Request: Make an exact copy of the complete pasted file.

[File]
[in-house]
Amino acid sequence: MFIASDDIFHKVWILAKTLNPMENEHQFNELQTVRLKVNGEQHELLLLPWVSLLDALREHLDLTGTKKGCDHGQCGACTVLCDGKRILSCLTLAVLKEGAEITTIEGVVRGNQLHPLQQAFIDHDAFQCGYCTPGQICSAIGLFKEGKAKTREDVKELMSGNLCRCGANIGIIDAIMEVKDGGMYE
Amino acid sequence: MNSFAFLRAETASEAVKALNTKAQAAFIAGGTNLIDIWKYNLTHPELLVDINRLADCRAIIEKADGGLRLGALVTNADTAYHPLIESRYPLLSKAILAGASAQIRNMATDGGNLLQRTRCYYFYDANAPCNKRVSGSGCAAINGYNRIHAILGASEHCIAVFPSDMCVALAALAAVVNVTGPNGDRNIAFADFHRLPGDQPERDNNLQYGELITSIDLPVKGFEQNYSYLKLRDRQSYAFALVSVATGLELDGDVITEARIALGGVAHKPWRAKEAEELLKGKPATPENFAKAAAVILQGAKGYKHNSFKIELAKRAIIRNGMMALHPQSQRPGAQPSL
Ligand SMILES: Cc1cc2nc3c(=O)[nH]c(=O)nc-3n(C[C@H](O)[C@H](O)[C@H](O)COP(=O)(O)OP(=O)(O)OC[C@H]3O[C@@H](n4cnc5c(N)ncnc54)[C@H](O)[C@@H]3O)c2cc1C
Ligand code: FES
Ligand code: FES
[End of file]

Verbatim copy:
[in-house]
Amino acid sequence: MFIASDDIFHKVWILAKTLNPMENEHQFNELQTVRLKVNGEQHELLLLPWVSLLDALREHLDLTGTKKGCDHGQCGACTVLCDGKRILSCLTLAVLKEGAEITTIEGVVRGNQLHPLQQAFIDHDAFQCGYCTPGQICSAIGLFKEGKAKTREDVKELMSGNLCRCGANIGIIDAIMEVKDGGMYE
Amino acid sequence: MNSFAFLRAETASEAVKALNTKAQAAFIAGGTNLIDIWKYNLTHPELLVDINRLADCRAIIEKADGGLRLGALVTNADTAYHPLIESRYPLLSKAILAGASAQIRNMATDGGNLLQRTRCYYFYDANAPCNKRVSGSGCAAINGYNRIHAILGASEHCIAVFPSDMCVALAALAAVVNVTGPNGDRNIAFADFHRLPGDQPERDNNLQYGELITSIDLPVKGFEQNYSYLKLRDRQSYAFALVSVATGLELDGDVITEARIALGGVAHKPWRAKEAEELLKGKPATPENFAKAAAVILQGAKGYKHNSFKIELAKRAIIRNGMMALHPQSQRPGAQPSL
Ligand SMILES: Cc1cc2nc3c(=O)[nH]c(=O)nc-3n(C[C@H](O)[C@H](O)[C@H](O)COP(=O)(O)OP(=O)(O)OC[C@H]3O[C@@H](n4cnc5c(N)ncnc54)[C@H](O)[C@@H]3O)c2cc1C
Ligand code: FES
Ligand code: FES